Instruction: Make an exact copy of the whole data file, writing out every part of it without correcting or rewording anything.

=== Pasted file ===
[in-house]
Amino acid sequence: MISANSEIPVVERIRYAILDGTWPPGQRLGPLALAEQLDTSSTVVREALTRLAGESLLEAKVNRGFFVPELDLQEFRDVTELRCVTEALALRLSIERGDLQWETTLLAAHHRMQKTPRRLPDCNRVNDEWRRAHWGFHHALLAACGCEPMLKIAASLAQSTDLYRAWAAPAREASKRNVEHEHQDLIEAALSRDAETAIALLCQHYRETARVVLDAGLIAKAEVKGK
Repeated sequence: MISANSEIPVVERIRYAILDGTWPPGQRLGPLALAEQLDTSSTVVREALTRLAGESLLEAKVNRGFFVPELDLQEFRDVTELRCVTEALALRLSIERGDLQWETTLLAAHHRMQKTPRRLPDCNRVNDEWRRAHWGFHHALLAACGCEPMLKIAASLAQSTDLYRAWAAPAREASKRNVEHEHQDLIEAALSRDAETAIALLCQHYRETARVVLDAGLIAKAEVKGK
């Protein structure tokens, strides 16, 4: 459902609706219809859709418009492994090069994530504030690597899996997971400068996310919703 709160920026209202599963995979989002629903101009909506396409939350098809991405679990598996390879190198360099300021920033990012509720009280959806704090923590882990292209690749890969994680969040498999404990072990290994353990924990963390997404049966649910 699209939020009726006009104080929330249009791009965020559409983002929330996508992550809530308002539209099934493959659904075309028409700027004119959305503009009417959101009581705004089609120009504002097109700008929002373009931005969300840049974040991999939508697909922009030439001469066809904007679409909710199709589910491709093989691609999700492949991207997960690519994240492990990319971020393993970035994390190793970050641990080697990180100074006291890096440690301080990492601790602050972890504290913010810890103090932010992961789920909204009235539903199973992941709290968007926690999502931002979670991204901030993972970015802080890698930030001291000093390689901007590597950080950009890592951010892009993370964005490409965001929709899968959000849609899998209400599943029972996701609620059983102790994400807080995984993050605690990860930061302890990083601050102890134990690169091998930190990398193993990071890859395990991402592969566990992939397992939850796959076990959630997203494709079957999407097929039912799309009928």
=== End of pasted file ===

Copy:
[in-house]
Amino acid sequence: MISANSEIPVVERIRYAILDGTWPPGQRLGPLALAEQLDTSSTVVREALTRLAGESLLEAKVNRGFFVPELDLQEFRDVTELRCVTEALALRLSIERGDLQWETTLLAAHHRMQKTPRRLPDCNRVNDEWRRAHWGFHHALLAACGCEPMLKIAASLAQSTDLYRAWAAPAREASKRNVEHEHQDLIEAALSRDAETAIALLCQHYRETARVVLDAGLIAKAEVKGK
Repeated sequence: MISANSEIPVVERIRYAILDGTWPPGQRLGPLALAEQLDTSSTVVREALTRLAGESLLEAKVNRGFFVPELDLQEFRDVTELRCVTEALALRLSIERGDLQWETTLLAAHHRMQKTPRRLPDCNRVNDEWRRAHWGFHHALLAACGCEPMLKIAASLAQSTDLYRAWAAPAREASKRNVEHEHQDLIEAALSRDAETAIALLCQHYRETARVVLDAGLIAKAEVKGK
């Protein structure tokens, strides 16, 4: 459902609706219809859709418009492994090069994530504030690597899996997971400068996310919703 709160920026209202599963995979989002629903101009909506396409939350098809991405679990598996390879190198360099300021920033990012509720009280959806704090923590882990292209690749890969994680969040498999404990072990290994353990924990963390997404049966649910 699209939020009726006009104080929330249009791009965020559409983002929330996508992550809530308002539209099934493959659904075309028409700027004119959305503009009417959101009581705004089609120009504002097109700008929002373009931005969300840049974040991999939508697909922009030439001469066809904007679409909710199709589910491709093989691609999700492949991207997960690519994240492990990319971020393993970035994390190793970050641990080697990180100074006291890096440690301080990492601790602050972890504290913010810890103090932010992961789920909204009235539903199973992941709290968007926690999502931002979670991204901030993972970015802080890698930030001291000093390689901007590597950080950009890592951010892009993370964005490409965001929709899968959000849609899998209400599943029972996701609620059983102790994400807080995984993050605690990860930061302890990083601050102890134990690169091998930190990398193993990071890859395990991402592969566990992939397992939850796959076990959630997203494709079957999407097929039912799309009928």